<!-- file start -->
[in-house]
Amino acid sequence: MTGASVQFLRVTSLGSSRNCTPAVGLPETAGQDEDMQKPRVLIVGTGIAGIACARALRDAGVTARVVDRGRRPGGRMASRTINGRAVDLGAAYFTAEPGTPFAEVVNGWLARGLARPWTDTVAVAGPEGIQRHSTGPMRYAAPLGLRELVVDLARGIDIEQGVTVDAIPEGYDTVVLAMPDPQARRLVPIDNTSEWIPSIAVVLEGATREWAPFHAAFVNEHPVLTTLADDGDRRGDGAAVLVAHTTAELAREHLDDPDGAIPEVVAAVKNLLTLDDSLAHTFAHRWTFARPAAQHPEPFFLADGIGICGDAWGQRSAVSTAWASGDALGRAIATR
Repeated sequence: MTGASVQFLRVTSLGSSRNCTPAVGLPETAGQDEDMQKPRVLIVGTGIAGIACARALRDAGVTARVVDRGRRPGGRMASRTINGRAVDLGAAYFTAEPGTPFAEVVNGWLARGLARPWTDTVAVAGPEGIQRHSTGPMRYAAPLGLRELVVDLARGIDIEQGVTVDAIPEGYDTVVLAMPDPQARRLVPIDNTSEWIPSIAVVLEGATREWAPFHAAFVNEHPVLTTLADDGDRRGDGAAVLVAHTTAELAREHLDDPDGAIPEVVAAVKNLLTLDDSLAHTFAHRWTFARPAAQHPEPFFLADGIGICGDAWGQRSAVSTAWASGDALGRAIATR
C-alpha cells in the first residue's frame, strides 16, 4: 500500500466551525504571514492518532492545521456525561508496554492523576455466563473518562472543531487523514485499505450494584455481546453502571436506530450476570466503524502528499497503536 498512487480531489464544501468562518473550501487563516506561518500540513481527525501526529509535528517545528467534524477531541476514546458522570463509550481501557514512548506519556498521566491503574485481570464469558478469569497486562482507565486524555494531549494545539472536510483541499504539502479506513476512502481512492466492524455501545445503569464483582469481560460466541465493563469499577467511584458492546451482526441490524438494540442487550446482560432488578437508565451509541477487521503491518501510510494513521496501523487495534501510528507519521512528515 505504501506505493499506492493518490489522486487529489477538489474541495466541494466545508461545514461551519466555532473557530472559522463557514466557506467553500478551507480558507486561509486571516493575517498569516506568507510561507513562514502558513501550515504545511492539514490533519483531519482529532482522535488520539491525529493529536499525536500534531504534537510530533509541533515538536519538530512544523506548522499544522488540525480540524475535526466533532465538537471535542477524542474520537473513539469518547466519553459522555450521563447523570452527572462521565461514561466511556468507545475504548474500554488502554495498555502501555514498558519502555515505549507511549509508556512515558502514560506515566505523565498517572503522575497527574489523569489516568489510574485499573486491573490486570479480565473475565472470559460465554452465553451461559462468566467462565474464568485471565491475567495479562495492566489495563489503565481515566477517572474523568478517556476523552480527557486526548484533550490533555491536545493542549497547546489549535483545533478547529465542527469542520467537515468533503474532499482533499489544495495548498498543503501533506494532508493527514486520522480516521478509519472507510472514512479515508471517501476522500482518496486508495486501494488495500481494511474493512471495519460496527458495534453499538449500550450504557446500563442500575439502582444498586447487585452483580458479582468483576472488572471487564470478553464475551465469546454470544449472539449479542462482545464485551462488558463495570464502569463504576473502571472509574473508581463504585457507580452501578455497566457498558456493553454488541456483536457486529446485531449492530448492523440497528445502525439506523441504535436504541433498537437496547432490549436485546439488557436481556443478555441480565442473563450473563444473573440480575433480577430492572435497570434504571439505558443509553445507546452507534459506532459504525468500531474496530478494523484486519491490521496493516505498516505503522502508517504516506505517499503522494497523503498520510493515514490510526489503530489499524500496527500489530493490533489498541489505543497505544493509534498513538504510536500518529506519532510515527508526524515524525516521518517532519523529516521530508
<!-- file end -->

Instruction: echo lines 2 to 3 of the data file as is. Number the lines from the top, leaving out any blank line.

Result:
Amino acid sequence: MTGASVQFLRVTSLGSSRNCTPAVGLPETAGQDEDMQKPRVLIVGTGIAGIACARALRDAGVTARVVDRGRRPGGRMASRTINGRAVDLGAAYFTAEPGTPFAEVVNGWLARGLARPWTDTVAVAGPEGIQRHSTGPMRYAAPLGLRELVVDLARGIDIEQGVTVDAIPEGYDTVVLAMPDPQARRLVPIDNTSEWIPSIAVVLEGATREWAPFHAAFVNEHPVLTTLADDGDRRGDGAAVLVAHTTAELAREHLDDPDGAIPEVVAAVKNLLTLDDSLAHTFAHRWTFARPAAQHPEPFFLADGIGICGDAWGQRSAVSTAWASGDALGRAIATR
Repeated sequence: MTGASVQFLRVTSLGSSRNCTPAVGLPETAGQDEDMQKPRVLIVGTGIAGIACARALRDAGVTARVVDRGRRPGGRMASRTINGRAVDLGAAYFTAEPGTPFAEVVNGWLARGLARPWTDTVAVAGPEGIQRHSTGPMRYAAPLGLRELVVDLARGIDIEQGVTVDAIPEGYDTVVLAMPDPQARRLVPIDNTSEWIPSIAVVLEGATREWAPFHAAFVNEHPVLTTLADDGDRRGDGAAVLVAHTTAELAREHLDDPDGAIPEVVAAVKNLLTLDDSLAHTFAHRWTFARPAAQHPEPFFLADGIGICGDAWGQRSAVSTAWASGDALGRAIATR